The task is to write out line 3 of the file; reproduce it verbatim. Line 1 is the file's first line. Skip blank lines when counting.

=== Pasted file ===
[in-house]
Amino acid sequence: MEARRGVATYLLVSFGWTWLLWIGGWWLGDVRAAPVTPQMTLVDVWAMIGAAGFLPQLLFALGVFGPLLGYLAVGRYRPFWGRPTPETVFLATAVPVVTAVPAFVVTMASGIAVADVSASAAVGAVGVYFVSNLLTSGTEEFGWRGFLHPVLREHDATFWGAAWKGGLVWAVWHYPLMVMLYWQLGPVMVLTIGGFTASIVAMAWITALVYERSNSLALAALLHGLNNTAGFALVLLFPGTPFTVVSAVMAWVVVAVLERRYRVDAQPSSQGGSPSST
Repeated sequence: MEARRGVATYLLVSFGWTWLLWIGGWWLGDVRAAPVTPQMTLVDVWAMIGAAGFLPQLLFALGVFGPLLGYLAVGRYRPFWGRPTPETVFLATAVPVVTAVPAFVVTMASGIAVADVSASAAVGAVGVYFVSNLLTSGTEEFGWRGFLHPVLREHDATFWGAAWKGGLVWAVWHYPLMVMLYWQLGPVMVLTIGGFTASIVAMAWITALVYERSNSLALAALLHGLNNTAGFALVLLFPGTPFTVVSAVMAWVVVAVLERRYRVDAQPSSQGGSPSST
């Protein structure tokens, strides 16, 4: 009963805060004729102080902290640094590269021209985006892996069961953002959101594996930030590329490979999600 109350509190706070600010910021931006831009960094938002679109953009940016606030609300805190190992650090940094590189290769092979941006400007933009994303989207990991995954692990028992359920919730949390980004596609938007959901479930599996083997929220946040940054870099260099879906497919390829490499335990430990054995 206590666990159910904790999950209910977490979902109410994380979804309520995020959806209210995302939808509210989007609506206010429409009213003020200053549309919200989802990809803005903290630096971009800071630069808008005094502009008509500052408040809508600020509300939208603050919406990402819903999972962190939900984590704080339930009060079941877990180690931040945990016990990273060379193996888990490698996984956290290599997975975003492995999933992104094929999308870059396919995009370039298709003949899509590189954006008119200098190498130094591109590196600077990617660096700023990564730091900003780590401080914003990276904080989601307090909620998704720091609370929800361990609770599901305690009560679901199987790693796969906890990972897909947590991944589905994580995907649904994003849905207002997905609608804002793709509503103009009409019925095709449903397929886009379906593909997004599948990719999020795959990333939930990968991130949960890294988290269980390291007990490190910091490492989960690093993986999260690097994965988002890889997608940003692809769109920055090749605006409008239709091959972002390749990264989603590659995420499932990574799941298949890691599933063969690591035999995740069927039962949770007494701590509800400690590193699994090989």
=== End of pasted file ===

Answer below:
Repeated sequence: MEARRGVATYLLVSFGWTWLLWIGGWWLGDVRAAPVTPQMTLVDVWAMIGAAGFLPQLLFALGVFGPLLGYLAVGRYRPFWGRPTPETVFLATAVPVVTAVPAFVVTMASGIAVADVSASAAVGAVGVYFVSNLLTSGTEEFGWRGFLHPVLREHDATFWGAAWKGGLVWAVWHYPLMVMLYWQLGPVMVLTIGGFTASIVAMAWITALVYERSNSLALAALLHGLNNTAGFALVLLFPGTPFTVVSAVMAWVVVAVLERRYRVDAQPSSQGGSPSST